It would not be too surprising to learn that the term “side-splitting” was coined specifically in response to Tim Conway. It wasn’t, but he was that funny.
He was hilarious to watch on “The Carol Burnett Show” (and a hundred other places on TV and in the movies), but he was apparently even funnier in person.
He made his seasoned colleagues break down and laugh in the middle of their sketches -- something that happened so frequently (especially with co-star Harvey Korman) that it became part of the act.
Conway (pictured above) died in May at age 85, a loss for the millions who loved him, and for his friends and colleagues in Yarmy's Army, the loose aggregation of comedic greats in which Conway was a long-time member.
Should auld acquaintance be forgot? Not on your life -- especially when remembering Valerie Harper, one of television history's immortals, in the role of Rhoda Morgenstern.
Those too young to have experienced “Julia” firsthand (1968-71) can have no conception of the courage and strength of Diahann Carroll, a pioneer woman of television if there ever was one.
The ranks of TV's character actors are thinner now. In 2019, we lost Katherine Helmond (“Soap,” “Who's the Boss?,” “Coach”), Bill Macy (“Maude”), Georgia Engel (“The Mary Tyler Moore Show,” “Everybody Loves Raymond”), Ken Kercheval (“Dallas”), Shelley Morrison (“Will & Grace”), David Hedison (“Voyage to the Bottom of the Sea”), Max Wright (“ALF”), Jan-Michael Vincent, Robert Forster, Charles Levin and René Auberjonois.
We lost a Monkee, Peter Tork, and the first Marilyn on “The Munsters,” Beverley Owen.
Luke Perry died much too young at age 52, missing out on last summer's “Beverly Hills 90210” reunion series on Fox. Peggy Lipton (“The Mod Squad,” “Twin Peaks”) was 72 when she died this year, but to millions of us, she will be forever young, and mod.
Caroll Spinney was the puppeteer who brought Big Bird and Oscar the Grouch to life on “Sesame Street.”
Rip Torn played Artie on “The Larry Sanders Show.” The character was the most memorable fictional TV producer in the entire history of TV shows about television.
Sylvia Miles made her fame mostly in movies, but she was a fixture at TV-industry parties in Manhattan for decades, whether she was invited or not.
From the annals of TV history, we lost Charles Van Doren, scholar, author and a central figure in a quiz-show scandal from long ago.
Jim Leavelle was seen in one of the most widely viewed live news events in TV history -- the assassination of Lee Harvey Oswald by Jack Ruby on Nov. 24, 1963, in Dallas. Leavelle, a Dallas police detective, was the man in the light-colored suit and matching hat who was seen around the world escorting Oswald and then grimacing when Ruby leaped out of a crowd of reporters and fatally shot the suspected killer of President John F. Kennedy. Leavelle died this year at age 99.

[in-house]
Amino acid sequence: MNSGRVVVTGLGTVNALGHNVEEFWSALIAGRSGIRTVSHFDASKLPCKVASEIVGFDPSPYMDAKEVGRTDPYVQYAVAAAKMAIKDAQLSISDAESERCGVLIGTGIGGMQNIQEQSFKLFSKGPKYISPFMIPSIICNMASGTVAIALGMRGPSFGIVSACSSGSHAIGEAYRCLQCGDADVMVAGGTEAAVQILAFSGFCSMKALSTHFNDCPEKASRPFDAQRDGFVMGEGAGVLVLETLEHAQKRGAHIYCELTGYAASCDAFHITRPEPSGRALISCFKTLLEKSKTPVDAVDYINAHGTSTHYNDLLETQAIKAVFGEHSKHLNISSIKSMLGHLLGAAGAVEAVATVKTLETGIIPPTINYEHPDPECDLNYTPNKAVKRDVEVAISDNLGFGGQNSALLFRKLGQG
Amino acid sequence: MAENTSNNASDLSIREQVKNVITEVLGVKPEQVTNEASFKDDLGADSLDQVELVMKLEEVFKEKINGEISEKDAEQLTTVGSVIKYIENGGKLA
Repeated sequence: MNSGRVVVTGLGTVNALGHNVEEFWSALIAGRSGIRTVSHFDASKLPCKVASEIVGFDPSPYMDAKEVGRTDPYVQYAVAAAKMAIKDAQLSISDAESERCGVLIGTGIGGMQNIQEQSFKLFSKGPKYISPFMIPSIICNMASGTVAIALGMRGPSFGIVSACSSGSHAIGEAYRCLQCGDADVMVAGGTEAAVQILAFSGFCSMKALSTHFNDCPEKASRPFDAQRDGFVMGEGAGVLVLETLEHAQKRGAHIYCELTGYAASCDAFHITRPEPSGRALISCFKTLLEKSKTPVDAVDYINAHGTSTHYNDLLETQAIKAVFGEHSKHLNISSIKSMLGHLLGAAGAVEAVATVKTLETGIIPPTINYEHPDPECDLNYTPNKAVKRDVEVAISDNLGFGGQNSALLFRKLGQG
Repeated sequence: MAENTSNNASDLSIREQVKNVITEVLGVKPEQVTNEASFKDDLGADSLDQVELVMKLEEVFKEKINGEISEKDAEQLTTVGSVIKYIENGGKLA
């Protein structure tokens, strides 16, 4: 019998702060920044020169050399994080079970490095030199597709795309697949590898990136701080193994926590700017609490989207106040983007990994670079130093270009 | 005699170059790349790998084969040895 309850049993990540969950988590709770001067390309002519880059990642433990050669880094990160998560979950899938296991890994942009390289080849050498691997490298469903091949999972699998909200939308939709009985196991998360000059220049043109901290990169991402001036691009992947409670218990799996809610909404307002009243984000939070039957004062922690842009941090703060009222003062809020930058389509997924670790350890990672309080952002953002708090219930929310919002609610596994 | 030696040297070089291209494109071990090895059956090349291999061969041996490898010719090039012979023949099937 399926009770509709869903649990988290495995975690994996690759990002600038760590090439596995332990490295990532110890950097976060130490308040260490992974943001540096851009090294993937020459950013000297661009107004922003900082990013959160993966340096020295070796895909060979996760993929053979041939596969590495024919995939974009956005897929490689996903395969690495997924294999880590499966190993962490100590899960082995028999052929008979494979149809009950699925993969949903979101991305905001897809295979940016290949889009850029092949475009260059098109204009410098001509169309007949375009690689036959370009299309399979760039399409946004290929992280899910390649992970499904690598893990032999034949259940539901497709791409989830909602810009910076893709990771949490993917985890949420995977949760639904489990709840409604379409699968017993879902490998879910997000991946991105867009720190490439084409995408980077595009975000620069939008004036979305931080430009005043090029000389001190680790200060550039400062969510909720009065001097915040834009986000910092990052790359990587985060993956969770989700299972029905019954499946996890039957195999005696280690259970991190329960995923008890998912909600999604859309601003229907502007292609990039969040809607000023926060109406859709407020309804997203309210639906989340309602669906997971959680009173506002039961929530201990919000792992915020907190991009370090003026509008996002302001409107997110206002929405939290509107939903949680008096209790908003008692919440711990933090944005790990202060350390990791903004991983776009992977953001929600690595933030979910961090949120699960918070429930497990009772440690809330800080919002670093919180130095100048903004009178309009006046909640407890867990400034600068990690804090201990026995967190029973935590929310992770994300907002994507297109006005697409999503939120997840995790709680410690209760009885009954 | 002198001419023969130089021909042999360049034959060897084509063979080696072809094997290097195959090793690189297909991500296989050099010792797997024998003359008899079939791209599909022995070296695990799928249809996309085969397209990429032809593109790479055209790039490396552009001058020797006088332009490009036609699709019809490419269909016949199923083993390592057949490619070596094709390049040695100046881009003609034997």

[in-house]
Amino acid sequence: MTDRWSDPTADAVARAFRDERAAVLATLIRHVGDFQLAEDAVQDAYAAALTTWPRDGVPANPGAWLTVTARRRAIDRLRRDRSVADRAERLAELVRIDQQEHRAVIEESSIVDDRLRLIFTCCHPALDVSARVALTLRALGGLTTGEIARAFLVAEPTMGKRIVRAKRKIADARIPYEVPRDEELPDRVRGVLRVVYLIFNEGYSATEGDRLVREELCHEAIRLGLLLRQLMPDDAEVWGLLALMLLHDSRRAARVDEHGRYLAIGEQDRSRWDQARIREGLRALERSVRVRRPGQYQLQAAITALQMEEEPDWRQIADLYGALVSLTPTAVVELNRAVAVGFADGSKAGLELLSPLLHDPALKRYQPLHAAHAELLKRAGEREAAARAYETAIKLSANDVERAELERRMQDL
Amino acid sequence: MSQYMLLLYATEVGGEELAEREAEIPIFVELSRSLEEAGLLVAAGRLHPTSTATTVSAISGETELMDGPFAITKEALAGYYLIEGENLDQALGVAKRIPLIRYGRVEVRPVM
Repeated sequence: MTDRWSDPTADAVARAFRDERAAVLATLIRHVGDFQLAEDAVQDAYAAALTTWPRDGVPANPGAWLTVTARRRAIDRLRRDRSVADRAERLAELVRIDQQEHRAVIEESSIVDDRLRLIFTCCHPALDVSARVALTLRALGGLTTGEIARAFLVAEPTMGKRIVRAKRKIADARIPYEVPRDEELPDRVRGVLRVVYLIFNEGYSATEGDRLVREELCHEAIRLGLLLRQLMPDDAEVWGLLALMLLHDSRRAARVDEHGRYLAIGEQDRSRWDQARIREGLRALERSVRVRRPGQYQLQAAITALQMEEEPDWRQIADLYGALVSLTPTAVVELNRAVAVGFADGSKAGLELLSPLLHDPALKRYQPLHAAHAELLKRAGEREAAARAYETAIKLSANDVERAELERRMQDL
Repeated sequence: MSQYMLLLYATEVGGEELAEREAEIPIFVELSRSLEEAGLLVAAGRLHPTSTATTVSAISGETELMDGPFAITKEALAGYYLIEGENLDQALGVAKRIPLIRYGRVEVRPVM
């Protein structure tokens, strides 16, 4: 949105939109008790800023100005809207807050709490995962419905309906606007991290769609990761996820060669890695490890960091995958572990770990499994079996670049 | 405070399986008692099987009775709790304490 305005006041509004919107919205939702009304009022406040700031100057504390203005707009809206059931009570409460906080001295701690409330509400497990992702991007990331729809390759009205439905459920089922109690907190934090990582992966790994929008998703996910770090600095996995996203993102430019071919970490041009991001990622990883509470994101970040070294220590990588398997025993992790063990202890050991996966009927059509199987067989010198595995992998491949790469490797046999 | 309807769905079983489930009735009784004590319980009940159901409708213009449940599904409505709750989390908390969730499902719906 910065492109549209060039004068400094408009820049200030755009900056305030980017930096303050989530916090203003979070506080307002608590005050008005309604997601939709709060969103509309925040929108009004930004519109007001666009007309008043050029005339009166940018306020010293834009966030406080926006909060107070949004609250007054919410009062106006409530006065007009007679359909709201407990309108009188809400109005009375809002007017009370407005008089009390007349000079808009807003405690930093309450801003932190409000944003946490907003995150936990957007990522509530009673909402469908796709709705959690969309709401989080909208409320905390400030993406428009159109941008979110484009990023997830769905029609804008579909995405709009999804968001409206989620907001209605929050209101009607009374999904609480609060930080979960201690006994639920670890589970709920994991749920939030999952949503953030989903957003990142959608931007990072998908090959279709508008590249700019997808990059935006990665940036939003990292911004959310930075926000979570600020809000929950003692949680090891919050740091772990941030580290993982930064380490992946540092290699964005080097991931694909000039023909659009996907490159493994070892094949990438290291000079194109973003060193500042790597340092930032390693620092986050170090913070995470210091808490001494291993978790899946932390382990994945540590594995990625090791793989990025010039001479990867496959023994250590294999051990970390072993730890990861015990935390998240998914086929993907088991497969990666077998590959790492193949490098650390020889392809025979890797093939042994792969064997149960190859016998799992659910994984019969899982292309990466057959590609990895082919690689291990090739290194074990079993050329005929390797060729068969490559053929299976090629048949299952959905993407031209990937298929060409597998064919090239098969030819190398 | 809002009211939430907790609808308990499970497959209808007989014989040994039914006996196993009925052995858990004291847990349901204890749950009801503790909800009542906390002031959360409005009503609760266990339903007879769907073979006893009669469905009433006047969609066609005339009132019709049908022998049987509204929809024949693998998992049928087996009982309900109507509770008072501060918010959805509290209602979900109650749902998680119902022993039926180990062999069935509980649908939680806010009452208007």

The world of TV wrestling lost Pedro Morales, King Kong Bundy and announcer extraordinaire Gene Okerlund.
At this time of year, let us not forget producer Leonard Goldberg (“Charlie’s Angels,” “Starsky and Hutch,” “Fantasy Island”), “Love Boat” creator Jeraldine Saunders, producer Zev Braun (“Tour of Duty”) and “College Bowl” quiz show host Robert Earle.
Funnyman Arte Johnson deserves special mention here. Was there ever a TV show as maniacally funny as “Rowan & Martin’s Laugh-in”? Maybe not, and Arte Johnson was one of the reasons why.
Rudy Boesch enlivened the sensational inaugural season of “Survivor” on CBS in summer 2000. He was an ex-Navy Seal whose reactions to that season's eventual winner -- gay and usually naked Richard Hatch -- helped put that long-running reality series on the TV map.
Speaking of reality TV, this year we lost Beth Chapman, wife and co-star of Duane Chapman, otherwise known as “Dog, the Bounty Hunter.” They were a great couple who I met and interviewed in 2004.
Author Herman Wouk saw two of his bestsellers turned into two of the highest-rated miniseries in the history of television -- “The Winds of War” and “War and Remembrance.” He died this year at age 103.
Before we sign off here, let us not forget Bob Einstein, dour, straight-faced funnyman on “Curb Your Enthusiasm” (and brother of Albert Brooks) and John Witherspoon, veteran comedian, comic actor and long-time friend of David Letterman.
To those who knew him, swashbuckling Australian journalist Steve Dunleavy was our very own Alan Swann (the larger-than-life character played by Peter O'Toole in “My Favorite Year”). He could be difficult to love, but impossible to dislike.On “A Current Affair,” he established the tone and set the standard for all of what became known from then on as “tabloid television.” And for everyone who knew him in the newspaper newsroom where he spent the bulk of his career, he was the embodiment of everything that newspaper work ever was, and ever would be.
Tim Conway photo courtesy of MeTV.